Friday, September 13, 2013

A Classroom Community & Craft!

How are your new students all getting along? Are you all still getting to know one another? One new idea I tried this week was having my students agree upon a class mascot as part of our beginning of the year relationship building activities. I wanted to foster that sense of teamwork and shared identity and thought that using a class mascot would help my kids understand that.


Yes, we are the cheetahs of 1L! Here's how we made our cheetahs out of good old paper plates and construction paper. Not a crafty teacher?? Don't worry; this craft was super easy and didn't require mush preparation or many supplies!


The first day I had everyone paint their plate and construction paper with the cheetah color I mixed. I let them dry and then flattened the paper pieces under a stack of books.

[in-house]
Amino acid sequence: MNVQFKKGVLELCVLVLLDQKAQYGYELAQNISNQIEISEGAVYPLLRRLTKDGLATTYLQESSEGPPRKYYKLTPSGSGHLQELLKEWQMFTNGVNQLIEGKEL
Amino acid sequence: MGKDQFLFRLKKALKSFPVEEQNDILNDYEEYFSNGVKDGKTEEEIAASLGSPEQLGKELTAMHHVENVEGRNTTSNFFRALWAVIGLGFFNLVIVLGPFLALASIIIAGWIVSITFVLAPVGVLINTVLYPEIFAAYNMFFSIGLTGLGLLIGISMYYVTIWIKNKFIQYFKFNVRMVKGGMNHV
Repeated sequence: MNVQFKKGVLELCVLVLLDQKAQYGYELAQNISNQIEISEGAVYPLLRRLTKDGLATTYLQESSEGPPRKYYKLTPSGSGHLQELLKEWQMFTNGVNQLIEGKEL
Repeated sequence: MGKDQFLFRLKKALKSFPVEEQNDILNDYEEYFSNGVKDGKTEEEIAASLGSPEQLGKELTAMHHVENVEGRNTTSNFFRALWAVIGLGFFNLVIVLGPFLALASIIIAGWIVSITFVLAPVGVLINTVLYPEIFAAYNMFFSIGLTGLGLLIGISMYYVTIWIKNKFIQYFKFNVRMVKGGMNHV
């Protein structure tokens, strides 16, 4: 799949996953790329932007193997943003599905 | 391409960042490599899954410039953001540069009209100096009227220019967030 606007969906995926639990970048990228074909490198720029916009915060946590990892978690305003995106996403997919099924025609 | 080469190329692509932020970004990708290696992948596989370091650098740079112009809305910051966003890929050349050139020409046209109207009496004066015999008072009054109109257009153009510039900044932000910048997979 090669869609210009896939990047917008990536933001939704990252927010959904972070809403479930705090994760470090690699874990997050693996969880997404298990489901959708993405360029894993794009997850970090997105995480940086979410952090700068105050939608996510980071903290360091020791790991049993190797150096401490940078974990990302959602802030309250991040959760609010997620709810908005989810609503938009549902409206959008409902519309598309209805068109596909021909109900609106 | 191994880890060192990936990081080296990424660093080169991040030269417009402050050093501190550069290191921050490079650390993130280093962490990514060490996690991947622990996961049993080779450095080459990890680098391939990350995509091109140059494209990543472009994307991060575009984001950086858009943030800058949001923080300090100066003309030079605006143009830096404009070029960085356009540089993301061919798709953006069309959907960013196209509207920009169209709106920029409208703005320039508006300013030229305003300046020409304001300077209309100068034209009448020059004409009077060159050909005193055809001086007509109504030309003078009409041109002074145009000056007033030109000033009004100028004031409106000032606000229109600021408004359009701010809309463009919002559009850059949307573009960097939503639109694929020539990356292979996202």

I realized that using black sharpies would be MUCH easier than black paint, so I modeled how to draw the face, and talked about its shapes; the eyes are like ovals, the nose is like an upside down triangle, etc. 


The last step was tracing, cutting and taping (no messy glue, thanks!) the ears to the back of the plate...and VOILA! A pack of cute cheetahs! I love how different each one looks- unique like each child.

My first grade team started our year with a social studies-based unit of inquiry into "communities". Our focus has been on how our classroom functions as a community. It's had a great flow because we are naturally discussing rules, responsibilities and expectations. Two important concepts that have been part of our learning are roles and responsibilities. Here's a chart summarizing the results of some of our discussions:


The next step in our inquiry is to visit other classes to find out if they too function as a community. The goal of the unit is to get students to make connections between their classroom community to larger ones, like families, neighborhoods and cities. We also want students to realize that a community is a universal concept that is in place all around the world as a way for people to organize themselves within society.

Does your classroom function as a community? How do you encourage building relationships?

Thanks for stopping by!
Signature photo ScreenShot2013-04-26at54143PM.png

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